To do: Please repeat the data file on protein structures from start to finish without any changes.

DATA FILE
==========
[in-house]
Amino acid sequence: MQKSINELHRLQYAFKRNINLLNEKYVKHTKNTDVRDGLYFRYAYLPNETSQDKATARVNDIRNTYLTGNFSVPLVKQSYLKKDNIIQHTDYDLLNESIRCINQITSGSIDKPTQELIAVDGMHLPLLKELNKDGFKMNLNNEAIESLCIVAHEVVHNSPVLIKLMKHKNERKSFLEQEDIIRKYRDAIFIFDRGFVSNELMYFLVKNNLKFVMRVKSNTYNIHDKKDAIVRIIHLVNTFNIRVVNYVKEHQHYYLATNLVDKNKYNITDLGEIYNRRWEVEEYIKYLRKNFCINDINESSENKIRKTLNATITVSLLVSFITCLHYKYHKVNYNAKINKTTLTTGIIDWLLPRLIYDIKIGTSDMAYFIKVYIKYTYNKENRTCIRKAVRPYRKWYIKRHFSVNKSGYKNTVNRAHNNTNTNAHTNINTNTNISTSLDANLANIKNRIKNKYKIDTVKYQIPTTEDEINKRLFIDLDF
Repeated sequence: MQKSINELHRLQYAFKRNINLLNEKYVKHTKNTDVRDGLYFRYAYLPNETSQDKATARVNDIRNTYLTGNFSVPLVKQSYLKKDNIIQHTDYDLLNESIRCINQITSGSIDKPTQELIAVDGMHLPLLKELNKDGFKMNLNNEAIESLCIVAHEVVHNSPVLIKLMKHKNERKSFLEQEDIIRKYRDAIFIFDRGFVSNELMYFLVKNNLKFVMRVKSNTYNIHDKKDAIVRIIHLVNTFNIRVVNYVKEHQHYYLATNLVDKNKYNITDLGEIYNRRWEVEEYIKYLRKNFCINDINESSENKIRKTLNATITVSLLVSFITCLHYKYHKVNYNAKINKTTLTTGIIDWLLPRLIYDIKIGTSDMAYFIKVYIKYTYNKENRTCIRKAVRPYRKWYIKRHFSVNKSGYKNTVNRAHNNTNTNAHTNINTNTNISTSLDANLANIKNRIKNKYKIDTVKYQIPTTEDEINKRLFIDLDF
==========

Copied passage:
[in-house]
Amino acid sequence: MQKSINELHRLQYAFKRNINLLNEKYVKHTKNTDVRDGLYFRYAYLPNETSQDKATARVNDIRNTYLTGNFSVPLVKQSYLKKDNIIQHTDYDLLNESIRCINQITSGSIDKPTQELIAVDGMHLPLLKELNKDGFKMNLNNEAIESLCIVAHEVVHNSPVLIKLMKHKNERKSFLEQEDIIRKYRDAIFIFDRGFVSNELMYFLVKNNLKFVMRVKSNTYNIHDKKDAIVRIIHLVNTFNIRVVNYVKEHQHYYLATNLVDKNKYNITDLGEIYNRRWEVEEYIKYLRKNFCINDINESSENKIRKTLNATITVSLLVSFITCLHYKYHKVNYNAKINKTTLTTGIIDWLLPRLIYDIKIGTSDMAYFIKVYIKYTYNKENRTCIRKAVRPYRKWYIKRHFSVNKSGYKNTVNRAHNNTNTNAHTNINTNTNISTSLDANLANIKNRIKNKYKIDTVKYQIPTTEDEINKRLFIDLDF
Repeated sequence: MQKSINELHRLQYAFKRNINLLNEKYVKHTKNTDVRDGLYFRYAYLPNETSQDKATARVNDIRNTYLTGNFSVPLVKQSYLKKDNIIQHTDYDLLNESIRCINQITSGSIDKPTQELIAVDGMHLPLLKELNKDGFKMNLNNEAIESLCIVAHEVVHNSPVLIKLMKHKNERKSFLEQEDIIRKYRDAIFIFDRGFVSNELMYFLVKNNLKFVMRVKSNTYNIHDKKDAIVRIIHLVNTFNIRVVNYVKEHQHYYLATNLVDKNKYNITDLGEIYNRRWEVEEYIKYLRKNFCINDINESSENKIRKTLNATITVSLLVSFITCLHYKYHKVNYNAKINKTTLTTGIIDWLLPRLIYDIKIGTSDMAYFIKVYIKYTYNKENRTCIRKAVRPYRKWYIKRHFSVNKSGYKNTVNRAHNNTNTNAHTNINTNTNISTSLDANLANIKNRIKNKYKIDTVKYQIPTTEDEINKRLFIDLDF